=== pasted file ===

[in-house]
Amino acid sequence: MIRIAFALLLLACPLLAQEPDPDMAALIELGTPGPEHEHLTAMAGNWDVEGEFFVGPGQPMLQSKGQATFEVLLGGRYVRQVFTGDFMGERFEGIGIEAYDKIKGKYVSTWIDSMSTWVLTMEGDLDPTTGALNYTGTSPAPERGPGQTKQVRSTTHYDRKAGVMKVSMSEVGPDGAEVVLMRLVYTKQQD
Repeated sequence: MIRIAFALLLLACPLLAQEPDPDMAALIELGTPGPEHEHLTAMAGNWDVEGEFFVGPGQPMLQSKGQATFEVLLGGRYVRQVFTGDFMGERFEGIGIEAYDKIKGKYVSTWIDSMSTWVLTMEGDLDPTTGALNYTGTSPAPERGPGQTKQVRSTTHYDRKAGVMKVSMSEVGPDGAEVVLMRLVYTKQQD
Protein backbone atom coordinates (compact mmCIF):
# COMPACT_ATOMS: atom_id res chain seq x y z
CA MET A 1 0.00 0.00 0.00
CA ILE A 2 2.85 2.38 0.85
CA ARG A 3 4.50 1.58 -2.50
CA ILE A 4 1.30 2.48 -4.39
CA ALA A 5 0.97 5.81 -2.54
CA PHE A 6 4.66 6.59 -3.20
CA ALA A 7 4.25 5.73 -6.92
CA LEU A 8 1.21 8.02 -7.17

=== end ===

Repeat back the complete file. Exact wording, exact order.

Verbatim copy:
[in-house]
Amino acid sequence: MIRIAFALLLLACPLLAQEPDPDMAALIELGTPGPEHEHLTAMAGNWDVEGEFFVGPGQPMLQSKGQATFEVLLGGRYVRQVFTGDFMGERFEGIGIEAYDKIKGKYVSTWIDSMSTWVLTMEGDLDPTTGALNYTGTSPAPERGPGQTKQVRSTTHYDRKAGVMKVSMSEVGPDGAEVVLMRLVYTKQQD
Repeated sequence: MIRIAFALLLLACPLLAQEPDPDMAALIELGTPGPEHEHLTAMAGNWDVEGEFFVGPGQPMLQSKGQATFEVLLGGRYVRQVFTGDFMGERFEGIGIEAYDKIKGKYVSTWIDSMSTWVLTMEGDLDPTTGALNYTGTSPAPERGPGQTKQVRSTTHYDRKAGVMKVSMSEVGPDGAEVVLMRLVYTKQQD
Protein backbone atom coordinates (compact mmCIF):
# COMPACT_ATOMS: atom_id res chain seq x y z
CA MET A 1 0.00 0.00 0.00
CA ILE A 2 2.85 2.38 0.85
CA ARG A 3 4.50 1.58 -2.50
CA ILE A 4 1.30 2.48 -4.39
CA ALA A 5 0.97 5.81 -2.54
CA PHE A 6 4.66 6.59 -3.20
CA ALA A 7 4.25 5.73 -6.92
CA LEU A 8 1.21 8.02 -7.17